Do High School Athletes Have an Advantage in College Admissions?

high-school-athletes-college-admissionsShoot, score, acceptance? While it’s not as easy as a one, two, three, it’s true that sports can help to shape a well-rounded character—a trait that is certainly important to admissions. That said, can participating in a sport affect your college application more than other extracurricular activities? Read on to find out.

The lowdown on extracurricular activities

Extracurricular activities are a great way for students to develop new skills, friendships, and, of course, demonstrate commitment. However, when it comes down to the activity, the content isn’t as important as the level of involvement. And the same rings true for the number of activities you participate in. While it’s important for you to take part, college admissions committees are much more concerned with quality than quantity. At the same time, participating in a sport such as varsity soccer does carry with it an intense level of commitment, which admissions officers look for. Plus, the time-management skills you gain from participating in a varsity sport are unparalleled. Between extra course requirements, maintaining a strong GPA, attending away games, and attending practice at odd hours, high school athletes have their work cut out for them.

High school athletes can experience a number of benefits

Besides the potential to earn sports-specific scholarships, high school athletes don’t have any distinct advantage over other students, especially those with the same academic merit or extracurricular involvement. Still, they do benefit from their experience. The personal traits and skills an athlete can develop are vast and include a depth of commitment, perseverance, and leadership, among other qualities. In fact, according to Kevin Kniffin in a contribution to The New York Times: “…there are clear and robust individual and societal benefits that appear to be generated through the current system of school support for participation in competitive youth athletics.”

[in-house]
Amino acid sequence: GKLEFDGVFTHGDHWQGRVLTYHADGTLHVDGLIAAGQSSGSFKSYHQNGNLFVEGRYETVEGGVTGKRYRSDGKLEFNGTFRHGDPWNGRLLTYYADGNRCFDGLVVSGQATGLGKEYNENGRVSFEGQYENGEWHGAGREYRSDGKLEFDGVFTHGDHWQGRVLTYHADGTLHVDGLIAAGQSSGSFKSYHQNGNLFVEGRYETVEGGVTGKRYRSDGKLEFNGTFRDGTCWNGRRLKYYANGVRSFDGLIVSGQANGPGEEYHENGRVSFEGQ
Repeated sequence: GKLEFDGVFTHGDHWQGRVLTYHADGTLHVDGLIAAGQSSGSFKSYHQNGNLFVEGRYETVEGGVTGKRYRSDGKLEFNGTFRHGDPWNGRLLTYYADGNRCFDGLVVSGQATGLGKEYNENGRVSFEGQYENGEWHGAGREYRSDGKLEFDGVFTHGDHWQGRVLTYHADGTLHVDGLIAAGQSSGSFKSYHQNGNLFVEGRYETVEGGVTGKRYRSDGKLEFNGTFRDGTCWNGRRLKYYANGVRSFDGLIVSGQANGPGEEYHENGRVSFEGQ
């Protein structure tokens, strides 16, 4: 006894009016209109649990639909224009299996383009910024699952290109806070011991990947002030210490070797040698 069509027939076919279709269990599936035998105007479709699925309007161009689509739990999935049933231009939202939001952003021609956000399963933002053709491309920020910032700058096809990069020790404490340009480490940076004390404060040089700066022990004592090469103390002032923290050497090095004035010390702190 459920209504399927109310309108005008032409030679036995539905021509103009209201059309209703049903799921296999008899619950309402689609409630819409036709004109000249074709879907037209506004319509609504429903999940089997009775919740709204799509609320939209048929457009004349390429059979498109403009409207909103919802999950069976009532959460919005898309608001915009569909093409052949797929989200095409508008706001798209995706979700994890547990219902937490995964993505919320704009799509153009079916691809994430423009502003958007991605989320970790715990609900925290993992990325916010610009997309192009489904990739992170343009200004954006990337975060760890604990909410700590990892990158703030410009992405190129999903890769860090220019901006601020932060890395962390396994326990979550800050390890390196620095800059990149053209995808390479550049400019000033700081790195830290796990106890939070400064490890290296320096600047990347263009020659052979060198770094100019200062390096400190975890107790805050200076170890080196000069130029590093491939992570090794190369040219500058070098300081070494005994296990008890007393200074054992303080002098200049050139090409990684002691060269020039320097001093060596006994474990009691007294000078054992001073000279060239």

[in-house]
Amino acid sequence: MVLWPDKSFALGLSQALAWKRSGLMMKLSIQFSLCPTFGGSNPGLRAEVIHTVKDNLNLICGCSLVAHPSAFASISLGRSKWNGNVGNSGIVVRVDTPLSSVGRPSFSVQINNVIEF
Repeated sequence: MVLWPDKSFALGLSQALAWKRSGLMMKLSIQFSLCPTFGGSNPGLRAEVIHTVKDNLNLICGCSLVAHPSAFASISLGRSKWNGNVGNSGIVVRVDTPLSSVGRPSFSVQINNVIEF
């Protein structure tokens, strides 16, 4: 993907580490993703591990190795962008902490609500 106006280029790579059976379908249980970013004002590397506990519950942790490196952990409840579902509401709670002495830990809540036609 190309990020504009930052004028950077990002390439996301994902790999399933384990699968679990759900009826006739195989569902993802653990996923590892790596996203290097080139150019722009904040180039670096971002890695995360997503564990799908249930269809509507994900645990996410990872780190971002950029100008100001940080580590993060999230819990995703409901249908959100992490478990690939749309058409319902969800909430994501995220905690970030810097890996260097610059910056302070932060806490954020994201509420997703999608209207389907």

The pros and cons

Of course, there are risks related to sports, such as injury, and sports participation is time consuming and can present a number of challenges. For instance, if you commit to playing for 10 to 20 hours per week, you still have to be sure that you have time to dedicate to your studies, especially since your GPA has an impact on whether you can participate in games and be admitted to your dream school.

But as noted earlier in the post, being part of a sports team in high school can lead to a number of advantages. If you participate in sports solely for college acceptance, keep in mind that it’s not about the activity, but the commitment you demonstrate to your team and on your college application. If you have a passion for a sport, maintain that commitment and think about the benefits your participation has already brought you.